Retailers and online marketplaces in California have come together to sign a new organised retail crime (ORC) agreement with the US state’s Justice Department.
California had already passed a package of legislation to address retail crime in 2022.
The new agreement is said to enhance the intent and purpose of the existing legislation. It is also expected to help improve collaboration on information sharing and the investigation of organised retail crime.
As part of the new agreement, the parties have agreed to implement specific steps to increase ORC detection and reporting.
Some of the actions include filing police reports for all ORC incidents by “brick-and-mortar” retailers, maintaining policies related to video retention of ORC-related incidents, personnel training and more.
Online marketplaces are required to maintain a dedicated webpage or point of contact to deal with law enforcement requests, internal written policies and external policies, which define marketplace rules.
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Both retailers and online marketplaces will maintain communications with each other to stay updated on the trends in ORC.
The commitment was announced by California Attorney General Rob Bonta.
Attorney General Rob Bonta said: “This new partnership signals a robust and genuine commitment shared by the retail marketplace and law enforcement to crack down on these crimes.
“Today’s announcement demonstrates California’s resilience and tenacity in tackling these challenges within our state. Whether it is law enforcement, online marketplaces, or retailers — we will not tolerate organised retail crime in our state.”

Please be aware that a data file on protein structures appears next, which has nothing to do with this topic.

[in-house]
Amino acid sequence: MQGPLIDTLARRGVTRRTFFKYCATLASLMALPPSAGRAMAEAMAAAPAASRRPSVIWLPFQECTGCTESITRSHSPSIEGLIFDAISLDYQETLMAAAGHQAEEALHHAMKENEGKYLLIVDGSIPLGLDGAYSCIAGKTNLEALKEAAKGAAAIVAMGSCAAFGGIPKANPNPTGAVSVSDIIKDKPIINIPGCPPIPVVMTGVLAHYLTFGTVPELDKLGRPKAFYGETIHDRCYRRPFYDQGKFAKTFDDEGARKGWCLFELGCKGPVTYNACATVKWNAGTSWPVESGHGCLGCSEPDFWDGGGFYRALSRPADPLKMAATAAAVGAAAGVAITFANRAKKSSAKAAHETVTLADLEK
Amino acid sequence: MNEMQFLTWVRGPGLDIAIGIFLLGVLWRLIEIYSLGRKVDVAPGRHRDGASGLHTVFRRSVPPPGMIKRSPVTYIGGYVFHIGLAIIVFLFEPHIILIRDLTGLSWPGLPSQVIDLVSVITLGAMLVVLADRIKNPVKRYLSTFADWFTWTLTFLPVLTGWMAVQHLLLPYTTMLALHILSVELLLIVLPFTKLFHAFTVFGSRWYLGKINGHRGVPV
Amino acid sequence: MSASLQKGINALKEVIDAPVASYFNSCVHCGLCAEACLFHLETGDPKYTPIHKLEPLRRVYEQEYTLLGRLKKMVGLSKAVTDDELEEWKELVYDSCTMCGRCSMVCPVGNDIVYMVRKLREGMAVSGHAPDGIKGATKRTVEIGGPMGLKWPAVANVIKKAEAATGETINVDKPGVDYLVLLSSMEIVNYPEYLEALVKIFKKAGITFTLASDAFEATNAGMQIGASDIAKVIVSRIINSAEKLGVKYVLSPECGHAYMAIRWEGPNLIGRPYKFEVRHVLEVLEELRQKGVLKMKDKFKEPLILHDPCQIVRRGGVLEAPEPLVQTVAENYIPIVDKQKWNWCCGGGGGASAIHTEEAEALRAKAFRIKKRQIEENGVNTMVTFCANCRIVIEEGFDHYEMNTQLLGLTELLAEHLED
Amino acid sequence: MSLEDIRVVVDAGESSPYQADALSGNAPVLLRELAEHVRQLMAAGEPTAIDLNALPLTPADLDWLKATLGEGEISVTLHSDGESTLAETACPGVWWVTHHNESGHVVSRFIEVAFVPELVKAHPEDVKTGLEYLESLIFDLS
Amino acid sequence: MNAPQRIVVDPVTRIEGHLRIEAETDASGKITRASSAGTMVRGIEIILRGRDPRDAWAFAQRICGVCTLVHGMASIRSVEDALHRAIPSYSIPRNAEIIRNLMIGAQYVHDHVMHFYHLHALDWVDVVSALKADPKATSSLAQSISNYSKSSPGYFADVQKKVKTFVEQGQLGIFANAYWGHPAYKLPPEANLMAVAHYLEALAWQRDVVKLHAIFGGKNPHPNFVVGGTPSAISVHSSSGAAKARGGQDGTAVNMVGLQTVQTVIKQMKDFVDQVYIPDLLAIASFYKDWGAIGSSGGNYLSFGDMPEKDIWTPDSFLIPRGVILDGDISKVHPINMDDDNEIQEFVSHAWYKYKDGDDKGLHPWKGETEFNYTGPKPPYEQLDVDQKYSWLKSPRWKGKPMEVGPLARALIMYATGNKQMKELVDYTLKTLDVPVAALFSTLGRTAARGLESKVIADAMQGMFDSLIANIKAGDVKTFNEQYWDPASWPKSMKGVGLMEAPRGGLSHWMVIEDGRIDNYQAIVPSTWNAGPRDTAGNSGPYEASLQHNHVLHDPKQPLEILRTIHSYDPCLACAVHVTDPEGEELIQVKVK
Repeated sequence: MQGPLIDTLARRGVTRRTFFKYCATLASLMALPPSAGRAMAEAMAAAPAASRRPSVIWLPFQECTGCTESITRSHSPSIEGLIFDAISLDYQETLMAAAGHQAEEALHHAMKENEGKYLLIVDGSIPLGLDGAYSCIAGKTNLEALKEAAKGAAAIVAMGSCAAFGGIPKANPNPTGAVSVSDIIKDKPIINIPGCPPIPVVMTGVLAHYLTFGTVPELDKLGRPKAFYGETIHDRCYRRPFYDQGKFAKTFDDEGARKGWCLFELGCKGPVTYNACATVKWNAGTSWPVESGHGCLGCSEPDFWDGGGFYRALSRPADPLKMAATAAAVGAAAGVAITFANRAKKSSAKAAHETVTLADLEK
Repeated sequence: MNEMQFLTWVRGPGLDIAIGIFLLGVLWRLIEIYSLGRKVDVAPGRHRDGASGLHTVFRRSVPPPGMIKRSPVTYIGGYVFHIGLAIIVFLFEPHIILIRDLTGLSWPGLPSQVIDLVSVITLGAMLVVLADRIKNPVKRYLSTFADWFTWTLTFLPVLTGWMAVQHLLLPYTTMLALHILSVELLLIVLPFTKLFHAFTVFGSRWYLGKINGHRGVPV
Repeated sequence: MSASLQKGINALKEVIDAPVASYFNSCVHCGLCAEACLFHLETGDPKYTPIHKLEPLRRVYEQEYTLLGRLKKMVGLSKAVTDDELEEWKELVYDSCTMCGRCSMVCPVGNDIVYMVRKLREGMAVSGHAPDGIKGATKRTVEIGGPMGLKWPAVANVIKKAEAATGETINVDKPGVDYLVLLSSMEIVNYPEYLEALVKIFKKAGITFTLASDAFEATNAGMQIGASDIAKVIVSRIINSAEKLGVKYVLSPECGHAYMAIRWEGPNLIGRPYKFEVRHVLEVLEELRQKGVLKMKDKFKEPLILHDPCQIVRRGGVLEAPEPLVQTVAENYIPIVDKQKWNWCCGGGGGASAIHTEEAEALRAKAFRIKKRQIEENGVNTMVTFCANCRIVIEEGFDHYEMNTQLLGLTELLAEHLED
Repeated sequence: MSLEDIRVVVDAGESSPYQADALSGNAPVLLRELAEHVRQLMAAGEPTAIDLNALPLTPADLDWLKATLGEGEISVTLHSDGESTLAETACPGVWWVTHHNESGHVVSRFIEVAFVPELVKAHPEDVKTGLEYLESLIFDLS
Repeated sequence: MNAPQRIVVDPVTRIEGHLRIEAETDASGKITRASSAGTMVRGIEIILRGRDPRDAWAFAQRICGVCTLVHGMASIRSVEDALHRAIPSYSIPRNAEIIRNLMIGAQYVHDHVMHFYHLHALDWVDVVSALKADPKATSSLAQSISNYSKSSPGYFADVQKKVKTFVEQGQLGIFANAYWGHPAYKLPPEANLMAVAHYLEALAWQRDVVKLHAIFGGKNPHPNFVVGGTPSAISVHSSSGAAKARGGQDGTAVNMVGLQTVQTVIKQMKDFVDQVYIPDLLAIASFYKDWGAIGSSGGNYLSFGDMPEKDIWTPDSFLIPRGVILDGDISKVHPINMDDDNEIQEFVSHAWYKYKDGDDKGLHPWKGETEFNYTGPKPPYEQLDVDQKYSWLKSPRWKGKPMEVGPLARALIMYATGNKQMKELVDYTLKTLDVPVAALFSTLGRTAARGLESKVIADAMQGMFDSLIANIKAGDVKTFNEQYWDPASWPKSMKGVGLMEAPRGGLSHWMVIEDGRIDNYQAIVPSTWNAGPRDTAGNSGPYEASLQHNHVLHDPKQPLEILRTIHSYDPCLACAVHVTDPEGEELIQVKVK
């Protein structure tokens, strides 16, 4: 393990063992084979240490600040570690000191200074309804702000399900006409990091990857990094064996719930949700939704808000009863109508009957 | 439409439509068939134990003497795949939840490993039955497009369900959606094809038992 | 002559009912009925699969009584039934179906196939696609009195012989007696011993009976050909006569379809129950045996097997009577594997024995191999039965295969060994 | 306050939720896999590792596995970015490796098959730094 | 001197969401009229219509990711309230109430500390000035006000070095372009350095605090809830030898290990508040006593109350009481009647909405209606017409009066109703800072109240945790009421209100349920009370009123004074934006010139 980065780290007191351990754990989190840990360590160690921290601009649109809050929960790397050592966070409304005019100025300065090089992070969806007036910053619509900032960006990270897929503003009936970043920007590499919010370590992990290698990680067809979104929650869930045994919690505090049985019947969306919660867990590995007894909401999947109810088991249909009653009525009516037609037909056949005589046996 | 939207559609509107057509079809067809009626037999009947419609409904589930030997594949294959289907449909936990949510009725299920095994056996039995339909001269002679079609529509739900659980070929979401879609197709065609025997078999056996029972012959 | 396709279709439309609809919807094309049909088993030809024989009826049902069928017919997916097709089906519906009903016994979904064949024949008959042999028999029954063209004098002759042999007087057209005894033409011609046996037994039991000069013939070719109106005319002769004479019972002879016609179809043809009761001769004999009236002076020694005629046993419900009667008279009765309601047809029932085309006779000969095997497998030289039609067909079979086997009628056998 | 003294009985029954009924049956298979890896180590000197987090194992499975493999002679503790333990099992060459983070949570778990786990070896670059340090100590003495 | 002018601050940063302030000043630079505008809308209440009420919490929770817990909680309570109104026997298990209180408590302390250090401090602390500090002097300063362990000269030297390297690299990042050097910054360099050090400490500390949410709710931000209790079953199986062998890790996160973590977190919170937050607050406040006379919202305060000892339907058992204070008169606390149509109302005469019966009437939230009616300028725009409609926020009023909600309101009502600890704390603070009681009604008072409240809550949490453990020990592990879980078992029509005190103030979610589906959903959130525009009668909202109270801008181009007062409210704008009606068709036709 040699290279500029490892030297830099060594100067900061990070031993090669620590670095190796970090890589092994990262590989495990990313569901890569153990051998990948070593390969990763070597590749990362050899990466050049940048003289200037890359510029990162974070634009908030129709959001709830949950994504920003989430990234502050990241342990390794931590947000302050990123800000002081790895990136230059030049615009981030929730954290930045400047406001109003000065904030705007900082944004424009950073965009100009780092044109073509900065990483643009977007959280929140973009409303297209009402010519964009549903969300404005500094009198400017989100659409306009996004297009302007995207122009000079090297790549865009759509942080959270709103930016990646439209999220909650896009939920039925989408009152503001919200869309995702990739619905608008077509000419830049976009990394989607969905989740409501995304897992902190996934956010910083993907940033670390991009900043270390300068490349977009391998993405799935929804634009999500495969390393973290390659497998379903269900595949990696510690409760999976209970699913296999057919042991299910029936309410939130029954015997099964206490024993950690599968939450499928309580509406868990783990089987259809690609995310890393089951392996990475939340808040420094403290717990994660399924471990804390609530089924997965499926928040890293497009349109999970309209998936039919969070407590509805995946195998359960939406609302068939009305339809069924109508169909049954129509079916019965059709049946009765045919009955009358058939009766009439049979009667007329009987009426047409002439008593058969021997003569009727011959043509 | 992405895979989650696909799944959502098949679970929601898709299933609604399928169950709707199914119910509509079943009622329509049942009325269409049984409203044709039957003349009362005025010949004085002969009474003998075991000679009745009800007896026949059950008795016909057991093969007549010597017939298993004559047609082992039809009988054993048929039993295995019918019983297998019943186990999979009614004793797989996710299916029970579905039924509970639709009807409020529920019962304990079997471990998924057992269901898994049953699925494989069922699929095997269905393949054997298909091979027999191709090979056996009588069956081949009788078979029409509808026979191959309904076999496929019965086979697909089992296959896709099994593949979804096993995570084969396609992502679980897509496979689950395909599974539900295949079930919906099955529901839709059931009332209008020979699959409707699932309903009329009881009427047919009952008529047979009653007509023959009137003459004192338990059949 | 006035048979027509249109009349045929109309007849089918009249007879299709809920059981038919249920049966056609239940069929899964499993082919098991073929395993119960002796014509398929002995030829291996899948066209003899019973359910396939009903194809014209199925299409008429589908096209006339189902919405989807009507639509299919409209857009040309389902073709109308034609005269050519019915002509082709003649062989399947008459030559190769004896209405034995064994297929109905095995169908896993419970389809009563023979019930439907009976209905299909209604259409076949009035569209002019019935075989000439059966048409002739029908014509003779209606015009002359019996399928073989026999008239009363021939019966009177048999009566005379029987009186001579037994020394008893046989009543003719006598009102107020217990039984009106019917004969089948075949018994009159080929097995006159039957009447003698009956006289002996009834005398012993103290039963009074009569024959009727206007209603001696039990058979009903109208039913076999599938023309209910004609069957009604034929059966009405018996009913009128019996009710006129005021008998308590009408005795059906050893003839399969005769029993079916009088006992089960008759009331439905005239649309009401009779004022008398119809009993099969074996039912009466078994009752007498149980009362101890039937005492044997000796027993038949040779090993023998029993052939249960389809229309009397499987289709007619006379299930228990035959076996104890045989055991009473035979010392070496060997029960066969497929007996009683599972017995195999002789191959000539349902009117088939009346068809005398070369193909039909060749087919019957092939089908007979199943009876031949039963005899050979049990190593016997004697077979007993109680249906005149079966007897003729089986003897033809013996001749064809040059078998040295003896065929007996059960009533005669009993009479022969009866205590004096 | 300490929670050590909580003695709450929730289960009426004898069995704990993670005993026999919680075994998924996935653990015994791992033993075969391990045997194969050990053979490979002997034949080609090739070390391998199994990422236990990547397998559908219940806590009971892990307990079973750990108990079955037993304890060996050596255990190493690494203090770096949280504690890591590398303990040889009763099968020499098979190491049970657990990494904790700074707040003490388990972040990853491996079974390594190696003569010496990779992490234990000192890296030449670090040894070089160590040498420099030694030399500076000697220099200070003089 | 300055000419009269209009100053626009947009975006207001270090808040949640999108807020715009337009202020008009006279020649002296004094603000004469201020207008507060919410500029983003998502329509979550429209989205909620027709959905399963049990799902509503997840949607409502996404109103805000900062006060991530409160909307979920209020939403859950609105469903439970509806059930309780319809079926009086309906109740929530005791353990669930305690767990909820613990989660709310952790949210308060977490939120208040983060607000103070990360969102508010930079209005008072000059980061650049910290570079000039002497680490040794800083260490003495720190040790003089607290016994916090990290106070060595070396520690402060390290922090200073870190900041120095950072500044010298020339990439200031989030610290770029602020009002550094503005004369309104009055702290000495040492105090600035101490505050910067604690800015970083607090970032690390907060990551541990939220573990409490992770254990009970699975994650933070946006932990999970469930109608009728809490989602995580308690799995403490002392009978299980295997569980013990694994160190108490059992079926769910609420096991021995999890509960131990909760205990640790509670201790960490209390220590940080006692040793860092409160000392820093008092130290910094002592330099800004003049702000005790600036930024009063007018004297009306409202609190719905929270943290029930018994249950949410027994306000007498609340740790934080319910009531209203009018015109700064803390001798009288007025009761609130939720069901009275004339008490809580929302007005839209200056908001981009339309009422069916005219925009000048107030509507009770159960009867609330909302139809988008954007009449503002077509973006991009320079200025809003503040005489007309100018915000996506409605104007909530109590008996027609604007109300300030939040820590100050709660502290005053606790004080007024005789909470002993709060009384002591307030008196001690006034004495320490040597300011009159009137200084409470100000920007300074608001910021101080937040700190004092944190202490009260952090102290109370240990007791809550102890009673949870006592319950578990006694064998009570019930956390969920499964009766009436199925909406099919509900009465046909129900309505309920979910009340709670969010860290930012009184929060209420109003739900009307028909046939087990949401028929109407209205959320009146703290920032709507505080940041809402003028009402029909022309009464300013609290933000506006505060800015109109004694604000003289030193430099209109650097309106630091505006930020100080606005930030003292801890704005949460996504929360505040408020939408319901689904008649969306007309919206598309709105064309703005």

According to a 2020 survey by the National Retail Federation (NRF), US retailers lose more than $700,000 to organised retail crime per every $1bn in sales.
In April 2023, another report by the NRF revealed that everyday consumer goods are the major target of ORC groups.
Meanwhile, the coalition of retail organisations Californians Against Retail and Residential Theft (CARRT) argues that the Attorney General’s approach does not address the root cause.
In a statement, CARRT said: “His approach puts the onus on store owners and online marketplaces to follow a series of guidelines. However, nowhere does it mention law enforcement efforts.
“The Attorney General is the state’s top law enforcement officer and has left law enforcement out of the solution.
“Where is the push for more law enforcement resources to address this growing problem? Where is the call for more cops on the streets and greater punishment and rehabilitation programmes for criminals?”